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100 times "hello world" without loop or recursive

 
Joel McNary
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Ugh....Jim, the for loop printed doesn't have any braces delimiting it. I can't understand it
 
Jim Yingst
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Francis Siu
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hi Michael and Jim
oo...
I regret that I can not see the elegant coding result.
JAD refuses to work with .class files whose version number exceeds 46 (meaning, no JDK 1.3 or 1.4).
The compiler give me following error message
java.lang.UnsupportedClassVersionError: HeresYourLoop
( Unsupported major.minor version 48.0 )
at java.lang.ClassLoader.defineClass0(Native Method)
at java.lang.ClassLoader.defineClass(ClassLoader.java:486)
at java.lang.ClassLoader.defineClass(ClassLoader.java:426)
at test2.FoundTheLoopHelloWorld100.<init>(FoundTheLoopHelloWorld100.java:9)
at test2.FoundTheLoopHelloWorld100.main(FoundTheLoopHelloWorld100.java:9)
Exception in thread "main"
I really want to see the result
How can I do?
 
Jim Yingst
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In Michael's code, the 8th number (index 7) in the array "bytes" is 48. Change it to 46 (using a text editor). Write these bytes to a file and decompile. The same technique will probably work in my code.
[ May 13, 2003: Message edited by: Jim Yingst ]
 
Francis Siu
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thanks Jim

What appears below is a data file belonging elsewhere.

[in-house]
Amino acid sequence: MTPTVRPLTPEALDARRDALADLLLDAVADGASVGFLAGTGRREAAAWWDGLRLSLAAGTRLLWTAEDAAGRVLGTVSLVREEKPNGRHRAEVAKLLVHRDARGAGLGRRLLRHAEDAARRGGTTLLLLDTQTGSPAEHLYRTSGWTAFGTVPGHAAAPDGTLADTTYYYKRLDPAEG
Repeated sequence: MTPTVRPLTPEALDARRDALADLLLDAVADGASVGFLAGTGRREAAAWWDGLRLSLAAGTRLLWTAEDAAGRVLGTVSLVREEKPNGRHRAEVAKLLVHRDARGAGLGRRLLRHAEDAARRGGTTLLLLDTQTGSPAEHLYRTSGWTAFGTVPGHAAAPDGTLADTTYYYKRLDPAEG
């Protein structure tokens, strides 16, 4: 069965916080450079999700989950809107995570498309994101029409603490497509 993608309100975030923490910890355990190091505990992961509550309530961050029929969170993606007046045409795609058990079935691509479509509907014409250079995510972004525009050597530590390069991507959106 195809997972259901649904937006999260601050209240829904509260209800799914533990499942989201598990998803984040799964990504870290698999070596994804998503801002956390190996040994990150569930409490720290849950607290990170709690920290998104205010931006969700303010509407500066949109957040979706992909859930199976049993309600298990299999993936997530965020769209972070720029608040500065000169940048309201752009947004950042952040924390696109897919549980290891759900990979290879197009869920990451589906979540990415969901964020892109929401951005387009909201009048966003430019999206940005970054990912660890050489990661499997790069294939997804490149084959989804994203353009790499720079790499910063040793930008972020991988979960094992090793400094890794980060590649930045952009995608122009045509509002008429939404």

I see the elegant hided coding

Does the CIA use the same technique to decrypt the encrypted message from Russia?
 
Michael Morris
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for(int i = 0;i<100;i++)
System.out.println("Hello World");
Busted!
 
sahil kumar garg sangrur
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i have some idea for this if you want to print "hello world" 100 times without using the loop,recursion and any control structure see this solution
class a
{
static int i=0;
int a[]=new int[101];
a()
{
i++;
a[i]=i;
System.out.println("hello world");
new b();
}
}

class b extends a
{
b()
{
}
public static void main(String ff[])
{
new b();
}
}
 
Mike Simmons
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Clearly recursive. Constructor b() calls a() which calls b(). See discussion of 2-phase recursion on the previous page. Nothing new here.
 
Martin Vajsar
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What about this:?
 
Mike Simmons
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For that Martin, there's a loop cleverly hidden in the toString() method, implemented in AbstractCollection. And more in replace() and replaceAll().
 
Martin Vajsar
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Well, it is. Unfortunately, the original assignment text is no longer available, but from the discussion I've understood that neither loops, nor stuffing the "hello world" 100 times into the program are allowed. So the only thing that is left is some sort of a self-modifying assembly code, since I'm pretty sure that you cannot even print in Java without invoking some loops buried deep in the IO system
 
Mike Simmons
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Yeah, all the "solutions" thus far have been exercises in how to hide a loop somewhere. Or how to hide recursion somewhere. I don't think there is any truly satisfactory solution, but it's interesting to see what tricks people came up with.
 
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